This list constitutes a narrow view of the vast changes made by these regulations. The practical implications are significant, and their potential consequences for looked-after children difficult to comprehend. However, the conjoined shifts in temporality – suspending processes of accountability and inspection, and erasing those of investigation and preparation – arguably speak to the Government’s will to divert its responsibilities away from children in social care.
This was in evidence during the Parliamentary debate held over S.I.445 on June 10 (which was, notably, the first instance in which Parliament has been able to debate these measures).
To a largely empty House, Vicky Ford (who has been the under secretary of state for children and families since February), placed great emphasis on the financial investments made into services for looked-after children, namely, the Family Fund (a charity which provides grants for families raising disabled or seriously ill children), the Adoption Support Fund (to which local authorities and regional adoption agencies can apply for therapeutic services on behalf of eligible families), and the Fostering Network (the UK’s leading fostering charity).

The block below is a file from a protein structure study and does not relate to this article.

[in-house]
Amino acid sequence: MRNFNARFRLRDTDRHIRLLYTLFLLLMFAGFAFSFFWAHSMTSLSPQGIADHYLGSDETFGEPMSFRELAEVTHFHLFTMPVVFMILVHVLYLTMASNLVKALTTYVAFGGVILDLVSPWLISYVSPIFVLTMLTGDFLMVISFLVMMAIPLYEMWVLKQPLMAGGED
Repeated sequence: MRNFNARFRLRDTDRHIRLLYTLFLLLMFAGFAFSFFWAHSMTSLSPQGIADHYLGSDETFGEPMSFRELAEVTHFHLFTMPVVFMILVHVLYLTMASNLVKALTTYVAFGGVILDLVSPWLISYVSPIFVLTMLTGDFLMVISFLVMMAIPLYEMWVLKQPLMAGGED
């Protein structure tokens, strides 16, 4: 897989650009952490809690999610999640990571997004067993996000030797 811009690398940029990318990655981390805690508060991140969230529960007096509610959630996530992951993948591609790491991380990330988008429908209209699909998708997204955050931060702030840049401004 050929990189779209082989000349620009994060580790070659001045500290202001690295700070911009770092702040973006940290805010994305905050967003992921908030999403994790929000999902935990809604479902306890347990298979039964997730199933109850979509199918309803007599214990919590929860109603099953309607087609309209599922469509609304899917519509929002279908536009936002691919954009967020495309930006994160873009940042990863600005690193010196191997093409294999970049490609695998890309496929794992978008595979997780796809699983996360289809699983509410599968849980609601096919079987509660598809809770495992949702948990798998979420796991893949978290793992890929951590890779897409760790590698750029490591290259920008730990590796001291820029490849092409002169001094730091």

It is undoubtable that significant resource contributions to children and family services like these can facilitate positive outcomes. Yet, such contributions also represent a dispersion of the responsibility held by centralised government, and a reliance upon the deregulation of social care provision. Seemingly in an effort to compensate for the weakening of legal structures that support looked-after children, the Government offers to empower service providers. This critique can only go so far, as it would be careless to undermine the value of funding the vitally important work that charitable organisations do. However, within this Parliamentary debate, there appeared to be an imbalance between the interests of service providers, and those of children themselves.
As was affirmed by the accompanying speeches of other Conservative members, the effectiveness of child protection is framed as an issue of processual efficiency. David Simmonds (MP for Ruislip, Northwood and Pinner) described S.I.445 as effectively “reducing log jams”, and allowing the bureaucratic processes of children’s care to continue. This depersonalised sentiment was doubled by Dean Russell (MP for Watford) in his concern for the “machine” of children’s welfare provision being restricted by the pandemic.